Rents for industrial premises in Sydney and are back on the rise amid strong demand from transport and technology tenants and limited availability of stock, especially in South Sydney.

Following a relatively flat period in 2013 and 2014, rents for super prime and prime warehouse property throughout Sydney rose by 2.0 per cent and 1.3 per cent respectively in the first quarter of 2015, albeit with rents for secondary stock remaining flat.

With property sales at 10-year highs, meanwhile, capital markets for warehouse stock are running hot.

Around the city, a warehouse property market which is becoming increasingly favourable to landlords is being driven by a combination of robust demand and declining stock availability.

On the demand side, strong interest is coming from tenants in the transport and logistics sector, who are beefing up space in order to take advantage not only of reasonably strong general economic conditions but also growing volumes of merchandise trade going through the Port of Botany, which has created demand for warehouse facilities in the vicinity of the Port to accommodate storage for imported and exported merchandise prior to or immediately following shipping.

Technology outfits, too, are beefing up their space requirements. Earlier this year, for example, medical technology provider Stryker signed up for an additional 1,027 square metres of space at its premises in St Leonards.

Demand is particularly strong in South Sydney, where space with proximity to the port, airport and CBD is in high demand.

That situation is being exacerbated by a rapid withdrawal of supply – again predominately in the South – as owners of warehouse space take advantage of strong residential market conditions to sell to developers wishing to undertake conversions for residential use.

In 2013/14, for example, no fewer than 71 commercial tenants in Sydney’s South were displaced in order to make way for residential developments, real-estate outfit Knight Frank said.

These conversions keep on coming. Advan Properties is hoping to gain approval for a residential conversion after forking out $4,751 per square metre for 947 square metres of space at 133-141 Botany Road. Last month, meanwhile, owner occupier NSW Leather hived off its 1,423 square metre warehouse and showroom space at 707 Elizabeth Street in Waterloo, choosing to relocate to alternative premises further south and take advantage of strong selling conditions for property which can be converted into residential uses.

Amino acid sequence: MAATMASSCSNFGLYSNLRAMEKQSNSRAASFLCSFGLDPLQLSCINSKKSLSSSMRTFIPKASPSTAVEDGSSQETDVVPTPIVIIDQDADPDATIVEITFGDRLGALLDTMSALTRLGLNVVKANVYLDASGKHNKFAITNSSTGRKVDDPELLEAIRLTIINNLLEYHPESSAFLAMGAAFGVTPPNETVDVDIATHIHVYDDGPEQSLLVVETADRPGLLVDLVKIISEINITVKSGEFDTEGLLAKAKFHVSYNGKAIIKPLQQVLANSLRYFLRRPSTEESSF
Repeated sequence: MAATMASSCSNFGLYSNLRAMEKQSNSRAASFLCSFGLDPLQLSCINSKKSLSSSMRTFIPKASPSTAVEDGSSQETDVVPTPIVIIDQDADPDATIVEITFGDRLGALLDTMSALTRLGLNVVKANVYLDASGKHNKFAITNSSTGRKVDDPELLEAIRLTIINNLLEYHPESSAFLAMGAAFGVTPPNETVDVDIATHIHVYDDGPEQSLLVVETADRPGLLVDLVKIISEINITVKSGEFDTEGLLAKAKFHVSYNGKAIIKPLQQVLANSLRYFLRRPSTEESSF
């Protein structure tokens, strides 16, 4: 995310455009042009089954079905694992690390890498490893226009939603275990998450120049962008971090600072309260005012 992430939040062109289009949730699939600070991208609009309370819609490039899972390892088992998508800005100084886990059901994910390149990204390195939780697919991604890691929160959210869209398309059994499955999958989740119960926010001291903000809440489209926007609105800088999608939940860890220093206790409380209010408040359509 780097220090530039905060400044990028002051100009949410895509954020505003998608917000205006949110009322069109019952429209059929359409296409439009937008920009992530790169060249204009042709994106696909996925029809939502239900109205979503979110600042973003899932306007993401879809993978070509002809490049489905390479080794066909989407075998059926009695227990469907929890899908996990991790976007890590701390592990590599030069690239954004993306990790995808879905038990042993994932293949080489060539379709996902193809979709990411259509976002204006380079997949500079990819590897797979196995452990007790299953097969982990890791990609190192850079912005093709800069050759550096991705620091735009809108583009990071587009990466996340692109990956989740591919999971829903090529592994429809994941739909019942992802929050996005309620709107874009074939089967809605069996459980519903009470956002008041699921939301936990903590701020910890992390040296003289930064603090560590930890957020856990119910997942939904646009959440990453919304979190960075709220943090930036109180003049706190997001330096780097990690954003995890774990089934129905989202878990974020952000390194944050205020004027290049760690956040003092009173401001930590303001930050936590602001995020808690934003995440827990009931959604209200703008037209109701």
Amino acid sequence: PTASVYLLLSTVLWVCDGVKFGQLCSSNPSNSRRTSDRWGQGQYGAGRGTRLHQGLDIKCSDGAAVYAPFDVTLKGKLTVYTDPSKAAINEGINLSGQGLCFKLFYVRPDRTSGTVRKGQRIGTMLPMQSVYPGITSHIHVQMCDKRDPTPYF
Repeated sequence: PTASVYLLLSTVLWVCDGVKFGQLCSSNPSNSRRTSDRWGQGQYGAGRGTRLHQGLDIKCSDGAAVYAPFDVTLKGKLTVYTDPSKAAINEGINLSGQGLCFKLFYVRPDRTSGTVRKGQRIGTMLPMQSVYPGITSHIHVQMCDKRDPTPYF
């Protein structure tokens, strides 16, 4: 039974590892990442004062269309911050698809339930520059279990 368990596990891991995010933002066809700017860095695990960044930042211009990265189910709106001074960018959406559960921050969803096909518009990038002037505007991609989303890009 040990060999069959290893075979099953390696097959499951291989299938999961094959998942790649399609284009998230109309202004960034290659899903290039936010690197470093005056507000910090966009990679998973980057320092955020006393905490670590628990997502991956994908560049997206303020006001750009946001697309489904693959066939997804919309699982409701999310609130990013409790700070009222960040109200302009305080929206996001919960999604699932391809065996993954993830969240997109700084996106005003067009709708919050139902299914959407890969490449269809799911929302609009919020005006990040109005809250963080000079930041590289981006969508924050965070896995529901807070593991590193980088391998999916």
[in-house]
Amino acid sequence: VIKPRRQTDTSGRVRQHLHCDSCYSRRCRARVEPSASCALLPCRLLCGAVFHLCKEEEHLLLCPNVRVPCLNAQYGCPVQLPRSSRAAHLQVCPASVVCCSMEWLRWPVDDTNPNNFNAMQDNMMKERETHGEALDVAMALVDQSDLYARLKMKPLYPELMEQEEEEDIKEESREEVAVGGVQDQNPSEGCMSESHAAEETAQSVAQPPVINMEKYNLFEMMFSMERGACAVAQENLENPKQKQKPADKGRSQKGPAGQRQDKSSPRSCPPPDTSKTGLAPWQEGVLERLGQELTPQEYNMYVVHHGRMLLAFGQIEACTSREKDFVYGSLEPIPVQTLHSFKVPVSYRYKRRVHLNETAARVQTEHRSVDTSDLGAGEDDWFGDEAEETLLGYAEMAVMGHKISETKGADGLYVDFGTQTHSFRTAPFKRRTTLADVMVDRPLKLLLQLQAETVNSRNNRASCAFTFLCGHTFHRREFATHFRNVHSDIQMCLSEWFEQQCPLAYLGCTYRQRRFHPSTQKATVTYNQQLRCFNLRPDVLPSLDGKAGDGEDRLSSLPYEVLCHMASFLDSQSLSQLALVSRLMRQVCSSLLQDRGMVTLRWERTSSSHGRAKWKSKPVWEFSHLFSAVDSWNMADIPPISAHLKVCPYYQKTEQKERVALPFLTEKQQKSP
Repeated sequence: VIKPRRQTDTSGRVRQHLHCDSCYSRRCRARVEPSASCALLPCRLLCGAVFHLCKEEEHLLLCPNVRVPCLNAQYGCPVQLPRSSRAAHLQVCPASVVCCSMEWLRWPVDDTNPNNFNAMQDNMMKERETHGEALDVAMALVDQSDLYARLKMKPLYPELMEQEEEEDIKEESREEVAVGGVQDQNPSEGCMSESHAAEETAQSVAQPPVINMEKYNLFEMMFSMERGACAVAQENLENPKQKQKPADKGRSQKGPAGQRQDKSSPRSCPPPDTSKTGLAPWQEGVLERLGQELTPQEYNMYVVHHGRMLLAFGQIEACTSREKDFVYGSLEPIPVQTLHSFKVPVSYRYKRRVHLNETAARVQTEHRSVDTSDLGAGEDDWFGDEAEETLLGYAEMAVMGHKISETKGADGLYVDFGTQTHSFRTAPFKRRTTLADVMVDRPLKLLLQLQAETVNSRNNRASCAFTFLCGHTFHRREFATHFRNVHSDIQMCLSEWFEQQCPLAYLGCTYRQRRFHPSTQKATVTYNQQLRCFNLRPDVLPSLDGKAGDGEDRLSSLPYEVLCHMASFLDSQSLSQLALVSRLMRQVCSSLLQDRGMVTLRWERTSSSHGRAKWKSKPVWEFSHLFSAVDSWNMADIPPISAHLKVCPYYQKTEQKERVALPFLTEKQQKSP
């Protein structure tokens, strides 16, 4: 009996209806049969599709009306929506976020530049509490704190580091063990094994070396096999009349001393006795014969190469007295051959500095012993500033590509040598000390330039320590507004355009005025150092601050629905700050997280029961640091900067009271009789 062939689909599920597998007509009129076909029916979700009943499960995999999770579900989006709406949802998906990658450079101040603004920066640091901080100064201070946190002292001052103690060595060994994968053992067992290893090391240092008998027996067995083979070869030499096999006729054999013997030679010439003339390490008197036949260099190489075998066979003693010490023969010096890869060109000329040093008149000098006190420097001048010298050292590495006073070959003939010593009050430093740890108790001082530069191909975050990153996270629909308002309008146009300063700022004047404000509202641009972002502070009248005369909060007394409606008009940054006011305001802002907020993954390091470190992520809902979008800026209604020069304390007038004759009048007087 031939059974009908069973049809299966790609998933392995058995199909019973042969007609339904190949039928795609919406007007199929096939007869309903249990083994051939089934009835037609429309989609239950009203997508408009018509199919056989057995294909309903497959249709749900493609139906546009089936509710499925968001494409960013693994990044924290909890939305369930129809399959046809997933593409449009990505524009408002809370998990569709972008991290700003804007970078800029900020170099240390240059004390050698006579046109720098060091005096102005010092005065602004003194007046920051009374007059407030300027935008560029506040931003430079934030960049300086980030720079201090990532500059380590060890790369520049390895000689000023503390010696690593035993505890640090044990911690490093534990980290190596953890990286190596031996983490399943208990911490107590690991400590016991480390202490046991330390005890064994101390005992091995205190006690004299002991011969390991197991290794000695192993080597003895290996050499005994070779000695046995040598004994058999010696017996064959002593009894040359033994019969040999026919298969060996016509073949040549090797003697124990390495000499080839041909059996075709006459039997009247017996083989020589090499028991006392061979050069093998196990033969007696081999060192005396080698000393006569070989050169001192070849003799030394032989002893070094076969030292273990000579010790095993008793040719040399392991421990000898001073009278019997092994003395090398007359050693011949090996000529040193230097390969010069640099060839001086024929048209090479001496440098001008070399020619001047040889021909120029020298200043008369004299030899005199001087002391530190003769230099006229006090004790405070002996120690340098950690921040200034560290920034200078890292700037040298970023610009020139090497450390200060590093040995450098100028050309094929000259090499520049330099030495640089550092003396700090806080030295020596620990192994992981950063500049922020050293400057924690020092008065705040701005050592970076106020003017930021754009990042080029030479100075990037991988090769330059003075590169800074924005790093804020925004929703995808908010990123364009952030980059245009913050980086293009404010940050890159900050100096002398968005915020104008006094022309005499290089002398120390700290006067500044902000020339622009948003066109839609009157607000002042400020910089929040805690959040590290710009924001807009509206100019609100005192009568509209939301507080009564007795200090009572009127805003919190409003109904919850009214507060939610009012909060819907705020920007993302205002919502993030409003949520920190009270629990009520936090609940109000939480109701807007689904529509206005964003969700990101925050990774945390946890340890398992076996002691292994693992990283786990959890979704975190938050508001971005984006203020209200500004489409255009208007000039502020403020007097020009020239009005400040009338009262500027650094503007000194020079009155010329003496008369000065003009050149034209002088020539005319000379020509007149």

All this is exacerbating underlying fears of a long-term shortage of available industrial land. In a 10-year report on the outlook for industrial property in December last year, BIS Shrapnel warned the Sydney market had only two to two-and-a-half years’ worth of ready to build industrial land beyond what was already committed for construction as tight-financing conditions in the post-GFC environment saw developers pare back on investment and run down their land stocks.

Most immediate shortages were occurring in the vicinity of the M4/M7 interchange, BIS Shrapnel said, which has been a desirable location for transport/distribution facilities since the opening of the M7 in 2005.

Added to that, the immediate outlook for new stock coming out onto the market is not strong. In calendar 2015, CBRE reckons 419 square metres of new stock will hit the overall market – the lowest level on record since 2011 – with Sydney’s outer west and south to receive particularly low volumes compared with historic averages.

All this is leading to what is likely to be an increasingly tight leasing market, particularly in the south.

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Transaction Activity Also Strong

Meanwhile, capital markets are also strong, not only amid the underlying demand conditions for leasing but also as easing finance conditions underpin strong levels of capital flows from both foreign and domestic purchases.

In the year to March, almost $2.7 billion worth of industrial land took place throughout Sydney in 115 significant transactions – almost twice the value that has taken place in any other year over the past 10 years.

Going forward, commentators expect momentum to continue. Gavin Bishop, national director of industrial at Colliers International, for example, said 2015 will see strong demand from real-estate investment trusts and major developers, who are looking for increasingly scarce 20 hectare sites. Bishop named Botany/Banksmeadow., Milperra, Padstow, Silverwater, Lidcombe, Homebush and Eastern Creek as key areas where strong capital growth is likely.

The bottom line of all this is that unlike much of the rest of the country – with Adelaide facing the closure of automotive plants and Perth suffering from the easing of the resource boom – current market conditions within Sydney look set to remain favourable to landlords and in both the leasing market and the capital market for some time.

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